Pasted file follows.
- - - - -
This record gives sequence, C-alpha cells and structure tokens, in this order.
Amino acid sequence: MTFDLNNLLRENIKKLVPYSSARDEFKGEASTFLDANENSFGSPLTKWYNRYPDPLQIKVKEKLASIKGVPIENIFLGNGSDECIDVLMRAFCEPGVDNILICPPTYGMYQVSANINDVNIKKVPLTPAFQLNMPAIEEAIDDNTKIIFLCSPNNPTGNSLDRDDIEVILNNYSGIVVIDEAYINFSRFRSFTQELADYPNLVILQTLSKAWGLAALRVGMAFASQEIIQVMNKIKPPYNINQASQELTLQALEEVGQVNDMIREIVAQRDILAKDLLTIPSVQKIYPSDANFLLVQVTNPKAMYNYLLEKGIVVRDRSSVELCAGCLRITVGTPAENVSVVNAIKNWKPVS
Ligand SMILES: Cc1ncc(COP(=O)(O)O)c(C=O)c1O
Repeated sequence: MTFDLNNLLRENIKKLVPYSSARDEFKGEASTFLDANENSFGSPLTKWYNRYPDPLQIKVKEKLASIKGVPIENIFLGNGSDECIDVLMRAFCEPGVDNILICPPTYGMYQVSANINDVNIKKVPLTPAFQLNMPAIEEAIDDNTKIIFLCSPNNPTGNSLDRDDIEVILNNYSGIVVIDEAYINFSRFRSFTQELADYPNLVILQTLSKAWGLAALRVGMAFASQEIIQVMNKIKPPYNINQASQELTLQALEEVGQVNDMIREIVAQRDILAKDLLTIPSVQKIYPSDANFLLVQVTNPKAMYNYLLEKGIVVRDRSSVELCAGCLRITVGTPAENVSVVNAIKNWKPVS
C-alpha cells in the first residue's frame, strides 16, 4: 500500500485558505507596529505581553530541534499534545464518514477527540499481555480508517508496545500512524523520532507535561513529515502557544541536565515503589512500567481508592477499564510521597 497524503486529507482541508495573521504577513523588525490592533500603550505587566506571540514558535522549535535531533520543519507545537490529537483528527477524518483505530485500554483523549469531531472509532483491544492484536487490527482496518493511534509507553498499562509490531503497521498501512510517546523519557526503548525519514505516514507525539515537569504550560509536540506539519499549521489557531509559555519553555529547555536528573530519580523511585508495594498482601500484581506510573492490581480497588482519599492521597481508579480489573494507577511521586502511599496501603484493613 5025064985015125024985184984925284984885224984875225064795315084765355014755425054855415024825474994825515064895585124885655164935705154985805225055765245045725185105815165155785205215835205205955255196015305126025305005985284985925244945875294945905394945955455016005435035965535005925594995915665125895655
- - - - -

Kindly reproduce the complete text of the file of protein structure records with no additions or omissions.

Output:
This record gives sequence, C-alpha cells and structure tokens, in this order.
Amino acid sequence: MTFDLNNLLRENIKKLVPYSSARDEFKGEASTFLDANENSFGSPLTKWYNRYPDPLQIKVKEKLASIKGVPIENIFLGNGSDECIDVLMRAFCEPGVDNILICPPTYGMYQVSANINDVNIKKVPLTPAFQLNMPAIEEAIDDNTKIIFLCSPNNPTGNSLDRDDIEVILNNYSGIVVIDEAYINFSRFRSFTQELADYPNLVILQTLSKAWGLAALRVGMAFASQEIIQVMNKIKPPYNINQASQELTLQALEEVGQVNDMIREIVAQRDILAKDLLTIPSVQKIYPSDANFLLVQVTNPKAMYNYLLEKGIVVRDRSSVELCAGCLRITVGTPAENVSVVNAIKNWKPVS
Ligand SMILES: Cc1ncc(COP(=O)(O)O)c(C=O)c1O
Repeated sequence: MTFDLNNLLRENIKKLVPYSSARDEFKGEASTFLDANENSFGSPLTKWYNRYPDPLQIKVKEKLASIKGVPIENIFLGNGSDECIDVLMRAFCEPGVDNILICPPTYGMYQVSANINDVNIKKVPLTPAFQLNMPAIEEAIDDNTKIIFLCSPNNPTGNSLDRDDIEVILNNYSGIVVIDEAYINFSRFRSFTQELADYPNLVILQTLSKAWGLAALRVGMAFASQEIIQVMNKIKPPYNINQASQELTLQALEEVGQVNDMIREIVAQRDILAKDLLTIPSVQKIYPSDANFLLVQVTNPKAMYNYLLEKGIVVRDRSSVELCAGCLRITVGTPAENVSVVNAIKNWKPVS
C-alpha cells in the first residue's frame, strides 16, 4: 500500500485558505507596529505581553530541534499534545464518514477527540499481555480508517508496545500512524523520532507535561513529515502557544541536565515503589512500567481508592477499564510521597 497524503486529507482541508495573521504577513523588525490592533500603550505587566506571540514558535522549535535531533520543519507545537490529537483528527477524518483505530485500554483523549469531531472509532483491544492484536487490527482496518493511534509507553498499562509490531503497521498501512510517546523519557526503548525519514505516514507525539515537569504550560509536540506539519499549521489557531509559555519553555529547555536528573530519580523511585508495594498482601500484581506510573492490581480497588482519599492521597481508579480489573494507577511521586502511599496501603484493613 5025064985015125024985184984925284984885224984875225064795315084765355014755425054855415024825474994825515064895585124885655164935705154985805225055765245045725185105815165155785205215835205205955255196015305126025305005985284985925244945875294945905394945955455016005435035965535005925594995915665125895655